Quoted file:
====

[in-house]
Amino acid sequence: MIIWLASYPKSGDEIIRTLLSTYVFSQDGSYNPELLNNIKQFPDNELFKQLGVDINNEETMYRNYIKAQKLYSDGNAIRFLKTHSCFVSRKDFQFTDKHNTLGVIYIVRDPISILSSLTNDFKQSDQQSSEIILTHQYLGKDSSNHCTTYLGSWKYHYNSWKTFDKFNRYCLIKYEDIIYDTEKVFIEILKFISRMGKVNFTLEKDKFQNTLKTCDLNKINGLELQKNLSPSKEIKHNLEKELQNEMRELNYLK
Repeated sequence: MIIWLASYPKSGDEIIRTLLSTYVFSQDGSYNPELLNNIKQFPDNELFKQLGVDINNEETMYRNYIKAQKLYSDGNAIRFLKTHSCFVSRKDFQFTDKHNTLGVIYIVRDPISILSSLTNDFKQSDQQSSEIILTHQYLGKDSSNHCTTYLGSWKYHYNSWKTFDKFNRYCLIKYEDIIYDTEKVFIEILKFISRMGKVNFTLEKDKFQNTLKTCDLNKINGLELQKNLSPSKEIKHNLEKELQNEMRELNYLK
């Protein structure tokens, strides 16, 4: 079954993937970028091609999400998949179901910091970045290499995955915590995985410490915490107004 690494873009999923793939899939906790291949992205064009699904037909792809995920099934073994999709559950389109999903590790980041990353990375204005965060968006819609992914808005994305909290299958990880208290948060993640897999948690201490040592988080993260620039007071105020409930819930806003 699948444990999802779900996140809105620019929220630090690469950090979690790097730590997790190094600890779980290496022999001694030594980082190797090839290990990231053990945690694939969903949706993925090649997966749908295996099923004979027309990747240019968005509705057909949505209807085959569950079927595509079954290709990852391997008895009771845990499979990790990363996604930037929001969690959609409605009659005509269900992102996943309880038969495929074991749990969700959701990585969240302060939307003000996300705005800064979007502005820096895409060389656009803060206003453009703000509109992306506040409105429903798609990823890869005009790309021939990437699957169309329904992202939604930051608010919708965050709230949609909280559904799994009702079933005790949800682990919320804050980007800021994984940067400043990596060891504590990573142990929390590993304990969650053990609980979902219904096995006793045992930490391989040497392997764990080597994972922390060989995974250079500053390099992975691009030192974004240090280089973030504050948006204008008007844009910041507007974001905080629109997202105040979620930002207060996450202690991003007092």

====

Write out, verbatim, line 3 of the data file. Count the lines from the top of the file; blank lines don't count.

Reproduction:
Repeated sequence: MIIWLASYPKSGDEIIRTLLSTYVFSQDGSYNPELLNNIKQFPDNELFKQLGVDINNEETMYRNYIKAQKLYSDGNAIRFLKTHSCFVSRKDFQFTDKHNTLGVIYIVRDPISILSSLTNDFKQSDQQSSEIILTHQYLGKDSSNHCTTYLGSWKYHYNSWKTFDKFNRYCLIKYEDIIYDTEKVFIEILKFISRMGKVNFTLEKDKFQNTLKTCDLNKINGLELQKNLSPSKEIKHNLEKELQNEMRELNYLK